According to Latter Day Saint belief, the golden plates are the source from which Joseph Smith claimed to have translated the Book of Mormon, a sacred text of the faith. Some witnesses described the plates as weighing from 30 to 60 pounds, golden in color, composed of thin metallic pages engraved on both sides and bound with three D-shaped rings. Smith said that he found the plates on September 22, 1823 on a hill, near his home in Manchester, New York, after the angel Moroni directed him to a buried stone box, he said that the angel prevented him from taking the plates but instructed him to return to the same location in a year. He returned to that site every year, but it was not until September 1827 that he recovered the plates on his fourth annual attempt to retrieve them, he returned home with a heavy object wrapped in a frock, which he put in a box. He allowed others to heft the box but said that the angel had forbidden him to show the plates to anyone until they had been translated from their original "reformed Egyptian" language.
Smith dictated the text of the Book of Mormon. The only eyewitnesses to the process said Smith translated the plates, not by looking at them, but by looking at a seer stone in the bottom of his hat. Smith published the translation in 1830 as the Book of Mormon. Smith obtained testimonies from 11 men who said that they had seen the plates, known as the Book of Mormon witnesses. After the translation was complete, Smith said that he returned the plates to the angel Moroni, so they could never be examined. Latter Day Saints believe the account of the golden plates as a matter of faith, critics assert that either Smith manufactured them himself or that the Book of Mormon witnesses based their testimony on visions rather than physical experience. In the words of Mormon historian Richard Bushman, "For most modern readers, the plates are beyond belief, a phantasm, yet the Mormon sources accept them as fact." Smith said that he returned the plates to the angel Moroni after he finished translating them, their authenticity cannot be determined by physical examination.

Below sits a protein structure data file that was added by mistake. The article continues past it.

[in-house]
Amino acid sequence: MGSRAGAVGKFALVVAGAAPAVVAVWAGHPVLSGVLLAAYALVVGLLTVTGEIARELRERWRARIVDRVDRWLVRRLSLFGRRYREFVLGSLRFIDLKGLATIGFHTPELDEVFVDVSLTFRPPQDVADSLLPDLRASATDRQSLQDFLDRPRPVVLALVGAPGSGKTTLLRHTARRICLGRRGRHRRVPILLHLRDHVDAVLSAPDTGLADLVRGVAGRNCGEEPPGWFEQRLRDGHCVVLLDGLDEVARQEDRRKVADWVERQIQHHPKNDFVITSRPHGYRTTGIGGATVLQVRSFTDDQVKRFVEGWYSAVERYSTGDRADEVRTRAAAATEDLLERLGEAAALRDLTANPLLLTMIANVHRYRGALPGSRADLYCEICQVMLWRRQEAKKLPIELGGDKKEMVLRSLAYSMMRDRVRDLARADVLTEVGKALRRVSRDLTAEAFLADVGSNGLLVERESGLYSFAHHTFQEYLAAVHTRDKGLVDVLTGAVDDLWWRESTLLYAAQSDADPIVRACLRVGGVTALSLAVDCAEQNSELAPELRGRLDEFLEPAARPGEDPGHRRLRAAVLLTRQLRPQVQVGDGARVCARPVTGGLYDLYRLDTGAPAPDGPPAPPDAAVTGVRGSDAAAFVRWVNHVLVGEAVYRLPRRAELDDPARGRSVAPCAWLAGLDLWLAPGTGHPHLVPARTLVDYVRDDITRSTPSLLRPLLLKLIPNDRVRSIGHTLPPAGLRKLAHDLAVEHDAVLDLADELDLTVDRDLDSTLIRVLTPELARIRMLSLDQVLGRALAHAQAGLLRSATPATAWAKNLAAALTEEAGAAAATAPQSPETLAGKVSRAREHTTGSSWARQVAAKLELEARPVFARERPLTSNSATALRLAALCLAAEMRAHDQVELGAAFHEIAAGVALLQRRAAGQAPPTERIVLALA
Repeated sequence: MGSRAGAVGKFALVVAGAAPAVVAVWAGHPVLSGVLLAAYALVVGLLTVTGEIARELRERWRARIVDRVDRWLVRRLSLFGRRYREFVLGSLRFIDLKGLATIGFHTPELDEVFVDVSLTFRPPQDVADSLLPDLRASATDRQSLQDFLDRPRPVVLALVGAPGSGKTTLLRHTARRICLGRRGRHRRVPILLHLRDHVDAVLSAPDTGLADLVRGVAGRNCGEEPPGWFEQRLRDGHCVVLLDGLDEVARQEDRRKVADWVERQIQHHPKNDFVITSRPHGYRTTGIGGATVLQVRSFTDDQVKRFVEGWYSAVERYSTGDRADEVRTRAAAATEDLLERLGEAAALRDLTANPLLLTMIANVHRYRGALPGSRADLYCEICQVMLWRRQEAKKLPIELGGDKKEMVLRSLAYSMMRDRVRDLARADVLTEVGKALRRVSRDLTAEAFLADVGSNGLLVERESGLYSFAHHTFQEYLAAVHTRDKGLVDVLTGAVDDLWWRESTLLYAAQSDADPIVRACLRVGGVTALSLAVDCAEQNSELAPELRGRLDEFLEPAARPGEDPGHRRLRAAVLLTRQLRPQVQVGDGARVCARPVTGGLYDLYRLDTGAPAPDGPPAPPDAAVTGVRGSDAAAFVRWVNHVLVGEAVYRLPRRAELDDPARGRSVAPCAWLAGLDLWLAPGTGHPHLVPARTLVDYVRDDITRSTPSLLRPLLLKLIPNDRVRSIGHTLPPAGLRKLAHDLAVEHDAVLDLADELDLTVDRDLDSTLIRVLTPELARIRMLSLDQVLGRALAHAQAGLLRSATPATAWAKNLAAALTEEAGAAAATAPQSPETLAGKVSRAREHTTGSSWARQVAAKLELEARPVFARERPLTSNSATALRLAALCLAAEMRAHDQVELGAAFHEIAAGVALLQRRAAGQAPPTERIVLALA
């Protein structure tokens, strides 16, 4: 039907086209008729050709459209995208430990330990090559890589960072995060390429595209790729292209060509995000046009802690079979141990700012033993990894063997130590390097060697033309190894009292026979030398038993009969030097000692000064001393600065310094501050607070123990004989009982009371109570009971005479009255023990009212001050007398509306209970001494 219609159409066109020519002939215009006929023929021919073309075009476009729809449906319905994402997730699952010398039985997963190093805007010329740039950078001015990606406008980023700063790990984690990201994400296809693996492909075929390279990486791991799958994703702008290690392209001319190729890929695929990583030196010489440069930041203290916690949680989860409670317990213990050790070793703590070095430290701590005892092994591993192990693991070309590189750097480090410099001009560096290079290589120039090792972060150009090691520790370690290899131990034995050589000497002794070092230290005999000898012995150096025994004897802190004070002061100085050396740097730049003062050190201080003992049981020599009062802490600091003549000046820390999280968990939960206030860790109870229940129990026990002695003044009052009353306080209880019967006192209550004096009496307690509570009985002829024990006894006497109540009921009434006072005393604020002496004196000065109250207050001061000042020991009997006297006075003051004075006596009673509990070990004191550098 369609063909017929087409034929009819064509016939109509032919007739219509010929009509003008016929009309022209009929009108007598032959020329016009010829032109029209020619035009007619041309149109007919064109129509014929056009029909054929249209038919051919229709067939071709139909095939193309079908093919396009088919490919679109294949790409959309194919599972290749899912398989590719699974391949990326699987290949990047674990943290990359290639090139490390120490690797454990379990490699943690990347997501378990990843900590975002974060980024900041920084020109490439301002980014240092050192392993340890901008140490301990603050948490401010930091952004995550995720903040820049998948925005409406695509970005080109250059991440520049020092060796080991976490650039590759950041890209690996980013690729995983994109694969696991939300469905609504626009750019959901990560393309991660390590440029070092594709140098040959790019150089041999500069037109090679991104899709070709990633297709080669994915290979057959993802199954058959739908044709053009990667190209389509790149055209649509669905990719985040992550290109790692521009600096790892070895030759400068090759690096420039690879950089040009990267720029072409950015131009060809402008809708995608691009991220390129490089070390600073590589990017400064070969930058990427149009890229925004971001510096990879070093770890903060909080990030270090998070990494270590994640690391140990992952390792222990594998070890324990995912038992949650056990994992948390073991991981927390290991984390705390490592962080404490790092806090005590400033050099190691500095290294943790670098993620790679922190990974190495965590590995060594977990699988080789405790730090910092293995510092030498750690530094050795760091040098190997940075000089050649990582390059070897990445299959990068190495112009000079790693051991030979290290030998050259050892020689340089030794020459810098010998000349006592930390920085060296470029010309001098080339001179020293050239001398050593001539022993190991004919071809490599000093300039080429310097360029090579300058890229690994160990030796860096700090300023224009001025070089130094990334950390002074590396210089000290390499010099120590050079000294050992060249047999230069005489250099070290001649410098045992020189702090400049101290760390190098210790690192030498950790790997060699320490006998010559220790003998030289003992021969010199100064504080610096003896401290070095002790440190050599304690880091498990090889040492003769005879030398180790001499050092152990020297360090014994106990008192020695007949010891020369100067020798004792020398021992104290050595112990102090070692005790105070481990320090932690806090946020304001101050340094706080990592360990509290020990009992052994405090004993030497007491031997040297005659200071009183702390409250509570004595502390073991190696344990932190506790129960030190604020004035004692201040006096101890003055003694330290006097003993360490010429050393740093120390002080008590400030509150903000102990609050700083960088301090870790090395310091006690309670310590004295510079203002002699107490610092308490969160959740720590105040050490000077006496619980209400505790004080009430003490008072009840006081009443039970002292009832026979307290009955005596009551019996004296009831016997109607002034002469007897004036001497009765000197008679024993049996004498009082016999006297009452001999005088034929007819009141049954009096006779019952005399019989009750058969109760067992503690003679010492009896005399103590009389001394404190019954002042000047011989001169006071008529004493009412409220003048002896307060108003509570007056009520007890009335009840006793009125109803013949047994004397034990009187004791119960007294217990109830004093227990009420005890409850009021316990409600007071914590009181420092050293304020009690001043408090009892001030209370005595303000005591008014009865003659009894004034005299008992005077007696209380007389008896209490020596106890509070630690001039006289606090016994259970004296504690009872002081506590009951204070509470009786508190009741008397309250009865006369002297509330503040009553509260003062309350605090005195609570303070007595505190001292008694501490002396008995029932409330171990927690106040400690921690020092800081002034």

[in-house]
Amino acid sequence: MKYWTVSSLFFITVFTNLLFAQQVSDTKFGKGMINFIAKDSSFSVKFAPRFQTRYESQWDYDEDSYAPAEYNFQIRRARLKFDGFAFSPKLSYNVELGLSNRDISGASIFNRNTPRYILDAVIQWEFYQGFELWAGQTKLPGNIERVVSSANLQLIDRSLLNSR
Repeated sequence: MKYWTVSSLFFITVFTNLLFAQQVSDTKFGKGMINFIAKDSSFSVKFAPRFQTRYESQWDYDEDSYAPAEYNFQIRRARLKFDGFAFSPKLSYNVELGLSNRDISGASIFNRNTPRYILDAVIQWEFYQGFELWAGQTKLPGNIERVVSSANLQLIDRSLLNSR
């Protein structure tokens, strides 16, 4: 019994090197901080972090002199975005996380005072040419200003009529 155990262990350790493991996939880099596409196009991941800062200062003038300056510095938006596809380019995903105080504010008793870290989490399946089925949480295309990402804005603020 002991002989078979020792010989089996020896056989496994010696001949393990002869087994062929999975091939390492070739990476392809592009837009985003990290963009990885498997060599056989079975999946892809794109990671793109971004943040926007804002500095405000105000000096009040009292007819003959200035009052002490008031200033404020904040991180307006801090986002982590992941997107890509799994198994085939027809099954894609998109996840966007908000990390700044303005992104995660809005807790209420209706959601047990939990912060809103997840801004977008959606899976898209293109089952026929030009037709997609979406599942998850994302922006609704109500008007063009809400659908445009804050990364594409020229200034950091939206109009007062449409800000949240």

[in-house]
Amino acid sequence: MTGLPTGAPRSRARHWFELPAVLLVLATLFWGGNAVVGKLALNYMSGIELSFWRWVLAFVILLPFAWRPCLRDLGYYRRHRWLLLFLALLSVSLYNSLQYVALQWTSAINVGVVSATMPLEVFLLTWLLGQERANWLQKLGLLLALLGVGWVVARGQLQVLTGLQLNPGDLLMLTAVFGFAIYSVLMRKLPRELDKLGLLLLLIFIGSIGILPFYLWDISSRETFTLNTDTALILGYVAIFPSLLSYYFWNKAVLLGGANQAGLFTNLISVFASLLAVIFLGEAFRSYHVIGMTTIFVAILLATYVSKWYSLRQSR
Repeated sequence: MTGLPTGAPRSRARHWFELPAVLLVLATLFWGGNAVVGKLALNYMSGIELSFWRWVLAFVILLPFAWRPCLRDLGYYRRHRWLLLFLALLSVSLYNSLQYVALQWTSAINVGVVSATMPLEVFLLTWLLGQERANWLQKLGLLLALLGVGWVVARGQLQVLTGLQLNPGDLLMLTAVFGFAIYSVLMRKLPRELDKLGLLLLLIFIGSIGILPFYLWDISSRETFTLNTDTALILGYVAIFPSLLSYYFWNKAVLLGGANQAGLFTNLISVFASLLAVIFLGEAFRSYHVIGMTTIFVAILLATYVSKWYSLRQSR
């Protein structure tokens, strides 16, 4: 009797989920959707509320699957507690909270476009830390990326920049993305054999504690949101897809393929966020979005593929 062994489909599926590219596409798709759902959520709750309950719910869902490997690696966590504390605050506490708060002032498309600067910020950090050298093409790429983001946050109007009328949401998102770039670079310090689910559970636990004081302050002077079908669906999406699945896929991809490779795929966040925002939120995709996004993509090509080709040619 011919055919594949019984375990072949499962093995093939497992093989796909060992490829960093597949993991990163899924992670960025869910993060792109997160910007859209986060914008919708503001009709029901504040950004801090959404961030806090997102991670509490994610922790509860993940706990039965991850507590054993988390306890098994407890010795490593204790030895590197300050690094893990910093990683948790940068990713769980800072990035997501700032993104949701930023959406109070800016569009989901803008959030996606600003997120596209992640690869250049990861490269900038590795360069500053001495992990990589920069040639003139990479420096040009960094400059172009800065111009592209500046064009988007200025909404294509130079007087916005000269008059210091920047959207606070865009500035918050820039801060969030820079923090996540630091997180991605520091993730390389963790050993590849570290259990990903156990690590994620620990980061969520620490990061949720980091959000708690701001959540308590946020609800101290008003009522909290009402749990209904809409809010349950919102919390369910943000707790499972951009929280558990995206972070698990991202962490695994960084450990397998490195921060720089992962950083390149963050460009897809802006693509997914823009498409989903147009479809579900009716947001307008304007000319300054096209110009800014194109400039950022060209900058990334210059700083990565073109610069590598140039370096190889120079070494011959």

They were shown to several close associates of Smith. Mormon scholars have formed collaborations such as Foundation for Ancient Research and Mormon Studies to provide apologetic answers to critical research about the golden plates and topics in the field of Mormon studies; the credibility of the plates has been a "troublesome item", according to Bushman. The Book of Mormon itself portrays the golden plates as a historical record, engraved by two pre-Columbian prophet-historians from around the year AD 400: Mormon and his son Moroni. Mormon and Moroni, the book says, had abridged earlier historical records from other sets of metal plates, their script, according to the book, was described as "reformed Egyptian", a language unknown to linguists or Egyptologists. Scholarly reference works on languages do not acknowledge the existence of either a "reformed Egyptian" language or "reformed Egyptian" script as it has been described in Mormon belief, there is no archaeological, linguistic, or other evidence of the use of Egyptian writing in ancient America.